Amid concerns for the future, the Arizona Diamondbacks head into the off-season
The season ended on the bright side for the Arizona Diamondbacks Sunday, but not without concerns for the future.
In this baseball marathon commencing with high hopes and dashed by poor execution, the Diamondbacks head into the off-season amid a series of important decisions.
Despite a 3-2, walk-off victory over the San Diego Padres before 31,385 Sunday afternoon in Chase Field, the road ahead appears long and ominous. To a man in the clubhouse and throughout the coaching staff, the attitude, work ethic and disposition was commendable. Despite losses piling at an alarming rate, the players’ outlook and positive attitude became the cornerstone of their personality.
When a team say they seek “identity,” that term would be meaningless or fateful. In the case of the Diamondbacks, that characterization could be a strong purpose and will. That may be admirable, but execution on the field clearly did not equate success.
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If anything, the final three games may hold a glimpse of what could have been and what can be in the future. After Phil Gosselin’s two-out single drove in pinch-runner Socrates Brito with the game-winner in the bottom of the ninth Sunday, the Diamondbacks avoided the embarrassing reality of finishing in last place in the National league West. Instead, they earned their sixth sweep of the season, and left a bright memory for the off-season.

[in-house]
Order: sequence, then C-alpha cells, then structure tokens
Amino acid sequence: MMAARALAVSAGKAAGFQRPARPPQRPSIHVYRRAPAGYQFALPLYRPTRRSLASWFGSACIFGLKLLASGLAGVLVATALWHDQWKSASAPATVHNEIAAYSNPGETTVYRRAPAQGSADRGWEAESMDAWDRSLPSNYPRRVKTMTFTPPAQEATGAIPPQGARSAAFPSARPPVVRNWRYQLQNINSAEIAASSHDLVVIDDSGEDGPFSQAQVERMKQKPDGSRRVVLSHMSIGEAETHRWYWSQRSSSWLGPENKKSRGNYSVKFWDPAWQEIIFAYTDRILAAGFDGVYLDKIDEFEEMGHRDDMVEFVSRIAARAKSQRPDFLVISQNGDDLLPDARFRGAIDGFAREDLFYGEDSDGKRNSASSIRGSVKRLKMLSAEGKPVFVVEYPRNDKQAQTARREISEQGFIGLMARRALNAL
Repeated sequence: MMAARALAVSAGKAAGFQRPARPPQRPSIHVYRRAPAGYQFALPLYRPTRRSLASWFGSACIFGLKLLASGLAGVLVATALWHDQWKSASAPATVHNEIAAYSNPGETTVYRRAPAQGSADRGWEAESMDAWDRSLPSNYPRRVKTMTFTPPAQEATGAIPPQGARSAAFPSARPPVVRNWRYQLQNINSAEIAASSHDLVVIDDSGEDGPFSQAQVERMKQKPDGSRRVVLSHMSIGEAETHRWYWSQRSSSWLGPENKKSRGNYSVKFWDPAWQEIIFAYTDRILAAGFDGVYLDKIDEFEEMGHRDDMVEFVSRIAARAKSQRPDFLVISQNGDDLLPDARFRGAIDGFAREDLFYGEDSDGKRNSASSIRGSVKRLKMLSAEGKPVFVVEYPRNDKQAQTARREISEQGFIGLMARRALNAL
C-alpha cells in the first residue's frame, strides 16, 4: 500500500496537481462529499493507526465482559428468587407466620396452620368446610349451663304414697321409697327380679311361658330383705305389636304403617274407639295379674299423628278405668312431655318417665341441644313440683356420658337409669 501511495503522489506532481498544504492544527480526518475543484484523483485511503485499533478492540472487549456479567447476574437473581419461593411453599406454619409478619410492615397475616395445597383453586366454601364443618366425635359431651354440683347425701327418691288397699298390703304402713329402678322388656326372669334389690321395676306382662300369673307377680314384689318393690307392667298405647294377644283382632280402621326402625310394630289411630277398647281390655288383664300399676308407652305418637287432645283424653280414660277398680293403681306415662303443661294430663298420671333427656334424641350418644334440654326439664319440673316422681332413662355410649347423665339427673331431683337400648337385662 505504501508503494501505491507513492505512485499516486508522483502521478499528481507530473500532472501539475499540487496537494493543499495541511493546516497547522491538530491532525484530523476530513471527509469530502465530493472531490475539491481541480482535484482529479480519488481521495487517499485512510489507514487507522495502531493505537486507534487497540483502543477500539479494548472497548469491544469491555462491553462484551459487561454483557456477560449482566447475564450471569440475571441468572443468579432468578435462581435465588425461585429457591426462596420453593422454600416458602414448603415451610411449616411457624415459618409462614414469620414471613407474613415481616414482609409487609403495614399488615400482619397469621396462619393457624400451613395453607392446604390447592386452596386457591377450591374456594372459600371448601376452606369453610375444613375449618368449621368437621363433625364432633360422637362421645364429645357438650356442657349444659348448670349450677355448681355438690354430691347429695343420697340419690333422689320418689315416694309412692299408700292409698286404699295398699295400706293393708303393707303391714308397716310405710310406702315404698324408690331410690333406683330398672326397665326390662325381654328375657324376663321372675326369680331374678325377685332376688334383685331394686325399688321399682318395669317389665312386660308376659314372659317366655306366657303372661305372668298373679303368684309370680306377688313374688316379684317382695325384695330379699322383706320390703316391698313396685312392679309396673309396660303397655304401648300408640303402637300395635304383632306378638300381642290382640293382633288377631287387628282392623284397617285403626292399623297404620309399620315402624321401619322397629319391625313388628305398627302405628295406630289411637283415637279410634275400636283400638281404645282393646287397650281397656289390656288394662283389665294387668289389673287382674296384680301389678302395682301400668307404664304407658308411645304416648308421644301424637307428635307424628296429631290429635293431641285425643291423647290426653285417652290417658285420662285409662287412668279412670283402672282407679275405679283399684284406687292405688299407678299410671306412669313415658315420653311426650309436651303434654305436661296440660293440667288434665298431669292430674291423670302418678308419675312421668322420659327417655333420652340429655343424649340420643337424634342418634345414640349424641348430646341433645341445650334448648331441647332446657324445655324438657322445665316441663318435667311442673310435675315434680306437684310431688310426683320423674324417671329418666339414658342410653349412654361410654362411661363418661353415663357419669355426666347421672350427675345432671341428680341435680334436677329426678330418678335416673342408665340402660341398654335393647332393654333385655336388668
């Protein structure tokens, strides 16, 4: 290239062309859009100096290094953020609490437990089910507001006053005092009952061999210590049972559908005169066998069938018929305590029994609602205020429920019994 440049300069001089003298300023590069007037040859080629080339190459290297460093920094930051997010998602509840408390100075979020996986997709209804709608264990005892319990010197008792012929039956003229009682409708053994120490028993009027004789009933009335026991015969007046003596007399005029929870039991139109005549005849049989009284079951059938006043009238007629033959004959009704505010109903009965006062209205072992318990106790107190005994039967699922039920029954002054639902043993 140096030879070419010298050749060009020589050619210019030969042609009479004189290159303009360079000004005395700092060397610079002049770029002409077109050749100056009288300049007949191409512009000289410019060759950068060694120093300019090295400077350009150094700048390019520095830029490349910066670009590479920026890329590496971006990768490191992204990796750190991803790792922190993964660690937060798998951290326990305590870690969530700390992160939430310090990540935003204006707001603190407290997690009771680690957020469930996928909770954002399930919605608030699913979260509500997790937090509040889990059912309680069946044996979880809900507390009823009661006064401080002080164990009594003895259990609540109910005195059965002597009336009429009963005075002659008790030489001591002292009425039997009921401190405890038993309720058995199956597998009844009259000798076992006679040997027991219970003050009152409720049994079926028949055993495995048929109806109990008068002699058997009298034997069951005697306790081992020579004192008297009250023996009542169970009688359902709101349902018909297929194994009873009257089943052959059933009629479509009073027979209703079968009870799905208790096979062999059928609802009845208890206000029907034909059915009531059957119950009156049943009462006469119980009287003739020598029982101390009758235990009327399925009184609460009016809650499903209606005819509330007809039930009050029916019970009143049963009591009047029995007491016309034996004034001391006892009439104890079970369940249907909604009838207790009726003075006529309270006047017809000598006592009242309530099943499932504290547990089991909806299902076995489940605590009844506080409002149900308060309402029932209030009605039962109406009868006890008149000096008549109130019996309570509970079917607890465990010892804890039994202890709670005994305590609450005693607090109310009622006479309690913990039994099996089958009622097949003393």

“We wanted to make the best of the final three games,” Gosselin said after his second, career walk-off. “If you get the walk-off hit, you expect to get the water Gatorade and all that stuff. It’s all worth it and a good way to win.”
If Arizona decision-makers look to the future, starter Matt Koch could surprise in spring training. Turning in six solid innings and limiting the Padres to one run on an economy of 73 pitches, Koch could emerge as a rotation candidate.
Perhaps an advantage he has over others is his command of the strike zone. In seven appearances and two starts, Koch walked four hitters in 18 innings and record a 2.00 ERA.
“I hate to walk hitters,” he said after his Sunday effort. “I’m not going to strike out hitters, so I like to the keep the ball down. That way, I hope I’m in control of the strike zone.”
So effective was Koch’s command of the strike zone that the native of Strom Lake, Iowa recorded six, first-pitch strikes to the first seven hitters he faced Sunday.
If Koch was effective in a starting role, Daniel Hudson proved valuable out of the bullpen. Working in his fourth consecutive game, Hudson gained with win with a perfect ninth inning, including two strikeouts.
That was nearly not the case. With one out, second baseman Ryan Schimpf lifted a fly near the right field foul pole. First base umpire Ron Kulpa waved a home run circle, but Hudson, and manager Chip Hale thought the ball was foul. Hale asked for an umpire review and the Kulpa’s call was overturned.
Afterward, Hudson grew emotional talking the possibility of pitching in Chase Field for the final time. Now, he becomes a free agent, and the Diamondbacks have not indicated whether he is in their 2017 plans.
So the Diamondbacks close the season with a sweep, but that does not address the major issue of underachievement. For the year, the club finished 69-93, and that’s a regress from the 79-83 season of a year ago.
In the coming weeks and through the off-season, don’t be surprised to see a sign outside of Chase Field, “under construction.” Every year, changes are inevitable and in the case of the Diamondbacks, the question is, how many and where.
Manager Chip Hale will meet with the media Monday afternoon to review the season. The clubhouse is open Monday and Tuesday for players to gather personal belongings and exchange phone numbers.
Around the Foghorn
Because the World Baseball Classic is scheduled for next March, reporting dates for spring training should be ahead of the February 18 reporting date of this past spring.